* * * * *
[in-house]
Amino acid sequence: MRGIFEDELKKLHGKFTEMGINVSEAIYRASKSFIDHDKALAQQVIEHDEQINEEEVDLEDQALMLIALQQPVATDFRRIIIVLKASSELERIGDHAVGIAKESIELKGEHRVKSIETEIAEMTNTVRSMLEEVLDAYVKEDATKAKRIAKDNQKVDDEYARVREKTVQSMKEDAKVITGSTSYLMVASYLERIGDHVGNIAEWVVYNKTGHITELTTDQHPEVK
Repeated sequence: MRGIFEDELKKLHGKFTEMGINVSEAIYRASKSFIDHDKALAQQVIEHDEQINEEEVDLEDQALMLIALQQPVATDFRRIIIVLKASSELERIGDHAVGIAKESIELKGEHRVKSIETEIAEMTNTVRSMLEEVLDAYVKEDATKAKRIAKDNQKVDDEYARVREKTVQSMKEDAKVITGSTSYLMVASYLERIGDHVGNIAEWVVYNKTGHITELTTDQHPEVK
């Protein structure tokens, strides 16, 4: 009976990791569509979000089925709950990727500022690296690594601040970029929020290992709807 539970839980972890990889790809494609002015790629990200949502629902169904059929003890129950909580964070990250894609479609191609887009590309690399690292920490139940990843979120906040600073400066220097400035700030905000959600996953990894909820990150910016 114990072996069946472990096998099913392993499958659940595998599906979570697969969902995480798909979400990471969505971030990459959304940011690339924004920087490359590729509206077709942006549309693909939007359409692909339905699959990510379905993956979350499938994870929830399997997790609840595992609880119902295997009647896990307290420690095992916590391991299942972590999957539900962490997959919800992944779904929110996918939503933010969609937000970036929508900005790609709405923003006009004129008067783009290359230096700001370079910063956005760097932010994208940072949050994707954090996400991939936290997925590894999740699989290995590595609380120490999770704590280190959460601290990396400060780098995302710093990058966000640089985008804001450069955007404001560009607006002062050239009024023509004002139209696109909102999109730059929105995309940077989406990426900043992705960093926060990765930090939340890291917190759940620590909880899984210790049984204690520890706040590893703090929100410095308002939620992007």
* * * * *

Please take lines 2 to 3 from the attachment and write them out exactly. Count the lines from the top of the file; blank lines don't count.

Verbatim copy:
Amino acid sequence: MRGIFEDELKKLHGKFTEMGINVSEAIYRASKSFIDHDKALAQQVIEHDEQINEEEVDLEDQALMLIALQQPVATDFRRIIIVLKASSELERIGDHAVGIAKESIELKGEHRVKSIETEIAEMTNTVRSMLEEVLDAYVKEDATKAKRIAKDNQKVDDEYARVREKTVQSMKEDAKVITGSTSYLMVASYLERIGDHVGNIAEWVVYNKTGHITELTTDQHPEVK
Repeated sequence: MRGIFEDELKKLHGKFTEMGINVSEAIYRASKSFIDHDKALAQQVIEHDEQINEEEVDLEDQALMLIALQQPVATDFRRIIIVLKASSELERIGDHAVGIAKESIELKGEHRVKSIETEIAEMTNTVRSMLEEVLDAYVKEDATKAKRIAKDNQKVDDEYARVREKTVQSMKEDAKVITGSTSYLMVASYLERIGDHVGNIAEWVVYNKTGHITELTTDQHPEVK